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By obliterating Twitter’s attempts at resolving the irreconcilable antinomy between good and bad virality, Musk has only ensured that the Chinese government can engage in viral spam to defeat viral attempts at amplifying domestic protests of CCP’s zero-Covid biosecurity regime. This sort of thing was always a problem. Now there’ll just be more of it. Meanwhile, Musk’s promise to have AI moderate Twitter and shadow-ban abusive comments will prove to be the Hyperloop of social media, a massively overhyped flash-bang of a scam blinding us to efforts to improve existing technologies.

But in Twitter’s case, those existing technologies—the laborious and thankless work of content moderation, with its myriad underdeveloped tools—could only ever provide some small speed-brake on the very worst of the platform’s depredations. Musk’s actions will merely allow Twitter’s affordances to be used to their fullest, ugliest extent. We’ll return to what we never left.

Virality draws your attention to a fixed point. It does not promote true discourse, none of the deliberation of a democratic process that might give us a constructive way forward. The thing that gets called “The Discourse” on Twitter is really just a series of whirlpools spiraling down onto targets of ill repute; an exercise that is exhausting, tedious and, above all, eternal. After all, even those glorious networked academic discussions I mentioned earlier have turned septic because Twitter is as Twitter does. So much of the good work that gets done on Twitter is highly self-referential, often merely cleaning up the worst of Twitter itself; it’s work that wouldn’t need to be done if Twitter itself didn’t exist. Much of the rest only benefits individuals in an especially capricious lottery. One dissident is freed from jail, another shoots herself.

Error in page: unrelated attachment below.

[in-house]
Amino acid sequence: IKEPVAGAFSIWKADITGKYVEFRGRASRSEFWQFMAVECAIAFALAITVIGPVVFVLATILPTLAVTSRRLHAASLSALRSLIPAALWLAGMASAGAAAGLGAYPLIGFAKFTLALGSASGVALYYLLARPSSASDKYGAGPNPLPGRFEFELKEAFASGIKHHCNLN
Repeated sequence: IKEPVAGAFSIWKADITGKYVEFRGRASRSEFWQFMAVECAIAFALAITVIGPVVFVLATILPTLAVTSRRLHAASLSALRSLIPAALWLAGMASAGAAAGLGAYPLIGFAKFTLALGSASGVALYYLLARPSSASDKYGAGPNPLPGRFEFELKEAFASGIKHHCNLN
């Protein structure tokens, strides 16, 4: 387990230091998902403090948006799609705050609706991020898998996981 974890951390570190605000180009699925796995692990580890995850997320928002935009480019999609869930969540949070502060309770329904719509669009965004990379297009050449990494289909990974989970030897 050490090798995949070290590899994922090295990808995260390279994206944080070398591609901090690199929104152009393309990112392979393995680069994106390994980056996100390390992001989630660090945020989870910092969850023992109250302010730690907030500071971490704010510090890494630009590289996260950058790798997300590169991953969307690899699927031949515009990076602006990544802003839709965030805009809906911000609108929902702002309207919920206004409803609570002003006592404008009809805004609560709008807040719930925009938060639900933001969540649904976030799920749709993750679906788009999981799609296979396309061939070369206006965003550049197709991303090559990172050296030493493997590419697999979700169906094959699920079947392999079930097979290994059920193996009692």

This happens because Twitter can only, in the end, dispense justice on an individual basis. Occasionally this takes a benevolent form. Money for a GoFundMe, a Nazi loses their job, a jailed democracy activist becomes a hashtag, a victim of police brutality isn’t forgotten. But that logic cuts sharply the other way too: vast structural problems are reduced to individual agency, and the only way to fix them is by policing individual sins. Thus the grotesque chaos of Twitter users acting as if one person’s good day is a personal attack against them. Or threatening to kill someone’s pet over chili. Or hounding them into an early grave because you didn’t vibe with their sci-fi story. This is how virality demobilises movements, even as it appears to summon them up.

There is a mistaken sense that the “distanceless public of” Twitter enabled us to speak back to our oppressors, to those in power, and thereby change the world. This belief has propped up our sense of Twitter’s vitality to our lives and our work. But it’s worth asking what the powerful actually did with their awareness of our rage: They reflected it back to us, cast themselves as victims, and started moral panics about how the Great Unwashed were being mean to them on Twitter.

 Meanwhile, so many innocent people that this virality was meant to empower were lost to us because we were all just too damn online. Because virality found them in the worst possible way, at the worst possible moment. They are not rounding errors in our quest to rapidly transmit our sickest memes about the world’s oppressors.

We paid a high price for the meagre good Twitter brought into our lives. That good was indispensable at times, but we are no closer to figuring out how to avoid the evil it is so inextricably linked with. Are we condemned to keep feeding virality’s engine with acceptably nameless sacrifices? If recent discourse is any indication, I fear the worst.